The press conference I attended embodied the relationship between traditional customs and modern, democratic values – as well as the potential conflict between these structures. Many Ghanaians defend chief authorities, though their power has diminished over time. What happens when they meet with formal government structures? Ideally, they merge to incorporate tribal leadership and a mandate of democratic justice.
Or sometimes, they form an impetuous decision-making process that leaves a nomadic group with nowhere to go.
The Fulani are an ethnic group – a small minority in Ghana – dispersed throughout Western Africa. They are mainly nomadic pastoralists, though some lead sedentary lives and have integral roles in cattle management.
The Paramount Chief, Nana Akuoko Sarpong, had granted a fifty year lease to some Fulani herdsmen in 2006. The government can override these leases. The current system of land titling combines chiefdom authority and the British colonial practice of registering deeds.
Cattle population grew unmanageable for herdsmen and animals began escaping the allotted property. Local farmers sprayed their crops with pesticides, angering the Fulani.
“Land has traditionally been controlled according to the unique conditions pertaining to pastoral communities, which have given rise to their concept of communal property rights,” explains a report on pastoralist rights by the UNHCR. “In contrast, the Western concept of personal rights over property, which has been adopted by all states in the region, is an individual right.”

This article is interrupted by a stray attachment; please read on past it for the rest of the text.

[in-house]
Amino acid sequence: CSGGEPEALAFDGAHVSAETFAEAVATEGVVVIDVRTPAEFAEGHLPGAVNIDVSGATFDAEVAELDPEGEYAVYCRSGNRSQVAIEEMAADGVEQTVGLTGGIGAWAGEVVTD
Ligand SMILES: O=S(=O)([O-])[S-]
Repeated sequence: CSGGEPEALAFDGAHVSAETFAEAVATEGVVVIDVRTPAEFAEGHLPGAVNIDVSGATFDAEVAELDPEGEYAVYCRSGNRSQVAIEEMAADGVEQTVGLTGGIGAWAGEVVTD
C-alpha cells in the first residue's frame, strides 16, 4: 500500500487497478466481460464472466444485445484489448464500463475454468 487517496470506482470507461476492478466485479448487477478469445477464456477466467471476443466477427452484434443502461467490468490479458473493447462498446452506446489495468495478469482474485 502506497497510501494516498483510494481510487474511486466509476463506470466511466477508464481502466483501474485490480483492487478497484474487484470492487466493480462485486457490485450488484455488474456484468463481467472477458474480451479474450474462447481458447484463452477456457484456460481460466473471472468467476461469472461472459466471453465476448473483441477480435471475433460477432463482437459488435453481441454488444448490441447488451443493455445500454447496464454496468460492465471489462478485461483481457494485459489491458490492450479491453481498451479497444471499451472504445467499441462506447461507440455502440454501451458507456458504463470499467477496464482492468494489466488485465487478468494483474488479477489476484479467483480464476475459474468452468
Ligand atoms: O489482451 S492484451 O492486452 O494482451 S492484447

Tensions grew between these two forces, resulting in violence. There were burnt farmlands, destroyed crops, 15 cases of murder last year and one report of rape. Some crimes were committed by Agogo community members, but the Fulani are considered to be the instigators.
Demonstrations within the community effectively called for government action, a promising display of civilian power.
The regional court issued an order to “flush out all the cattle” and effectively, the Fulani people. To execute this, a committee – REGSEC – was established. They were supposed to complete an evacuation plan by February 7.
“…The Committee accomplished its task; except that it took thirteen, instead of the two weeks originally assigned to submit its Report,” Alex Dary, a member of the committee read aloud.
In February, the herdsmen were given an ultimatum: they had until April 30th to vacate the area. They didn’t.
“The failure to voluntarily vacate within the stipulated timeframe will invite forceful eviction by the security,” he continued. The press conference was wrapping up. Chiefs and regional government officials were getting prepared to sign paperwork when a question from the press was taken: when will this forceful eviction take place?
They hadn’t thought about it.
They took a five minute break to decide the time frame of an evacuation plan. Ashanti Regional Minister Dr Kwaku Agyeman Mensah returned; security personnel will be on standby to flush out the cattle and herdsmen if they do not evacuate by July 21.
Perhaps Ghana can successfully maintain its cultural roots and still operate by fair, democratic principles. However, the fact that justice has been administered by holding an entire group accountable for crimes – rather than individuals – indicates there may be room for progress.
The report mentions ‘the inability of the cattle owners and herdsmen to indicate where else they will relocate since no community is prepared to tolerate them.”
Where do they go from here? The committee hasn’t decided.